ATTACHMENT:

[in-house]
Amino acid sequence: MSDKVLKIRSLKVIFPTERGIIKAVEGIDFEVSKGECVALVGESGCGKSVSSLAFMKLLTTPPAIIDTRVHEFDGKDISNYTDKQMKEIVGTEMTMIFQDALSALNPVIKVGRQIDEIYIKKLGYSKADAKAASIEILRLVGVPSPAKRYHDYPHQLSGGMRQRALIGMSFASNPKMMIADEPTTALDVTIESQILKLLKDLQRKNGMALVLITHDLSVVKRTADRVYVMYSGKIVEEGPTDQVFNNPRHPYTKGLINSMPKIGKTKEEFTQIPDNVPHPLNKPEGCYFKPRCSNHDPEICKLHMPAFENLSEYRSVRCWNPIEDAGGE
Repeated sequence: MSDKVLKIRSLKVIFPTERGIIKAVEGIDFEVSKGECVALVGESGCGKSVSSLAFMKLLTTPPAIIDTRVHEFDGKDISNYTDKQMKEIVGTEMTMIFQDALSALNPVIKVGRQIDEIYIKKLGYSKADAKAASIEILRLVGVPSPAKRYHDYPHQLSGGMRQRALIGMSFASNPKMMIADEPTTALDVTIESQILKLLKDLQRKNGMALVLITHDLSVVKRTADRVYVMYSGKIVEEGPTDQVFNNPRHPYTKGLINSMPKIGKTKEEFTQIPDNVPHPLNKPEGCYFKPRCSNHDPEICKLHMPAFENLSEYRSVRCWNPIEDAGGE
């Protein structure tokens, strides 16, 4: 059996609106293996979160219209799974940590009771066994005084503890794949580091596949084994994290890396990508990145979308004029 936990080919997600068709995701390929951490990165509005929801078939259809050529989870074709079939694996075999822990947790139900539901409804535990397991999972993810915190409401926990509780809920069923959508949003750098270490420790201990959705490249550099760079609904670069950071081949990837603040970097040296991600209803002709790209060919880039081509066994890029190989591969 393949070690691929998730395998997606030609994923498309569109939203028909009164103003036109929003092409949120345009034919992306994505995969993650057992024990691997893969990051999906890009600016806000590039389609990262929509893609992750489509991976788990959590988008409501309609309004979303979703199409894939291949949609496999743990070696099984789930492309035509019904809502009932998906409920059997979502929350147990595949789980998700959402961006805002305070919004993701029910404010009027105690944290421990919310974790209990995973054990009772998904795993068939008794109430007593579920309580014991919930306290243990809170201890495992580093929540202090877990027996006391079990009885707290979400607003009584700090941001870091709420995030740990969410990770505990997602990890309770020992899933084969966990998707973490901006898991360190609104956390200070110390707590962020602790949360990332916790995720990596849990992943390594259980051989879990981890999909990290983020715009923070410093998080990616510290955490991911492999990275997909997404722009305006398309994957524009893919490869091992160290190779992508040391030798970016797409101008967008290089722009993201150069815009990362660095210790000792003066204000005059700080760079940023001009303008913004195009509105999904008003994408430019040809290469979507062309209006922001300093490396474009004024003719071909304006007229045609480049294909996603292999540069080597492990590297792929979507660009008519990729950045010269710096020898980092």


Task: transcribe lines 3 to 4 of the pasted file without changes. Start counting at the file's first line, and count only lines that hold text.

Repeated sequence: MSDKVLKIRSLKVIFPTERGIIKAVEGIDFEVSKGECVALVGESGCGKSVSSLAFMKLLTTPPAIIDTRVHEFDGKDISNYTDKQMKEIVGTEMTMIFQDALSALNPVIKVGRQIDEIYIKKLGYSKADAKAASIEILRLVGVPSPAKRYHDYPHQLSGGMRQRALIGMSFASNPKMMIADEPTTALDVTIESQILKLLKDLQRKNGMALVLITHDLSVVKRTADRVYVMYSGKIVEEGPTDQVFNNPRHPYTKGLINSMPKIGKTKEEFTQIPDNVPHPLNKPEGCYFKPRCSNHDPEICKLHMPAFENLSEYRSVRCWNPIEDAGGE
């Protein structure tokens, strides 16, 4: 059996609106293996979160219209799974940590009771066994005084503890794949580091596949084994994290890396990508990145979308004029 936990080919997600068709995701390929951490990165509005929801078939259809050529989870074709079939694996075999822990947790139900539901409804535990397991999972993810915190409401926990509780809920069923959508949003750098270490420790201990959705490249550099760079609904670069950071081949990837603040970097040296991600209803002709790209060919880039081509066994890029190989591969 393949070690691929998730395998997606030609994923498309569109939203028909009164103003036109929003092409949120345009034919992306994505995969993650057992024990691997893969990051999906890009600016806000590039389609990262929509893609992750489509991976788990959590988008409501309609309004979303979703199409894939291949949609496999743990070696099984789930492309035509019904809502009932998906409920059997979502929350147990595949789980998700959402961006805002305070919004993701029910404010009027105690944290421990919310974790209990995973054990009772998904795993068939008794109430007593579920309580014991919930306290243990809170201890495992580093929540202090877990027996006391079990009885707290979400607003009584700090941001870091709420995030740990969410990770505990997602990890309770020992899933084969966990998707973490901006898991360190609104956390200070110390707590962020602790949360990332916790995720990596849990992943390594259980051989879990981890999909990290983020715009923070410093998080990616510290955490991911492999990275997909997404722009305006398309994957524009893919490869091992160290190779992508040391030798970016797409101008967008290089722009993201150069815009990362660095210790000792003066204000005059700080760079940023001009303008913004195009509105999904008003994408430019040809290469979507062309209006922001300093490396474009004024003719071909304006007229045609480049294909996603292999540069080597492990590297792929979507660009008519990729950045010269710096020898980092």